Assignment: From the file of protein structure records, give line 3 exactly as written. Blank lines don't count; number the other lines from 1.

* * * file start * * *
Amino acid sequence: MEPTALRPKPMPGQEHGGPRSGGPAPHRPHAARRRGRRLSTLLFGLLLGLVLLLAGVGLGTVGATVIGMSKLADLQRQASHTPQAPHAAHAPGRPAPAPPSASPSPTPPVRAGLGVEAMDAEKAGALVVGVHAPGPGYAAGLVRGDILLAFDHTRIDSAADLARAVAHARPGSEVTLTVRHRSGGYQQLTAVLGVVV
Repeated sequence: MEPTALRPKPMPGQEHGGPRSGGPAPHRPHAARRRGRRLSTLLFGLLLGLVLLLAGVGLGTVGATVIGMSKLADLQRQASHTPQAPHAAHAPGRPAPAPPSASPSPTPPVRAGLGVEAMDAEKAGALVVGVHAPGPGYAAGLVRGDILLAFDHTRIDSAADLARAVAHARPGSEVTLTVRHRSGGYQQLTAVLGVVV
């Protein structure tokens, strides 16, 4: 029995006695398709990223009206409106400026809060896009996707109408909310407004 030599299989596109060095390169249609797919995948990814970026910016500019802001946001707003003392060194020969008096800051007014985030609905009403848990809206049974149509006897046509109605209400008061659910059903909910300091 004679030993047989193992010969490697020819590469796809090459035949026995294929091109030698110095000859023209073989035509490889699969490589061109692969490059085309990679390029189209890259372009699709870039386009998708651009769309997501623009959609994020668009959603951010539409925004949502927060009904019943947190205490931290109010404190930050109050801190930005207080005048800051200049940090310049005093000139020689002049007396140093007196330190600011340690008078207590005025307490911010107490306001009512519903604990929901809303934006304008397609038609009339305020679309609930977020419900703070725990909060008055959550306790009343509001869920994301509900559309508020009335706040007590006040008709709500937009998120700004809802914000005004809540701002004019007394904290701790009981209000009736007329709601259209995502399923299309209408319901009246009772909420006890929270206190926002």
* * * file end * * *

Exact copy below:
């Protein structure tokens, strides 16, 4: 029995006695398709990223009206409106400026809060896009996707109408909310407004 030599299989596109060095390169249609797919995948990814970026910016500019802001946001707003003392060194020969008096800051007014985030609905009403848990809206049974149509006897046509109605209400008061659910059903909910300091 004679030993047989193992010969490697020819590469796809090459035949026995294929091109030698110095000859023209073989035509490889699969490589061109692969490059085309990679390029189209890259372009699709870039386009998708651009769309997501623009959609994020668009959603951010539409925004949502927060009904019943947190205490931290109010404190930050109050801190930005207080005048800051200049940090310049005093000139020689002049007396140093007196330190600011340690008078207590005025307490911010107490306001009512519903604990929901809303934006304008397609038609009339305020679309609930977020419900703070725990909060008055959550306790009343509001869920994301509900559309508020009335706040007590006040008709709500937009998120700004809802914000005004809540701002004019007394904290701790009981209000009736007329709601259209995502399923299309209408319901009246009772909420006890929270206190926002």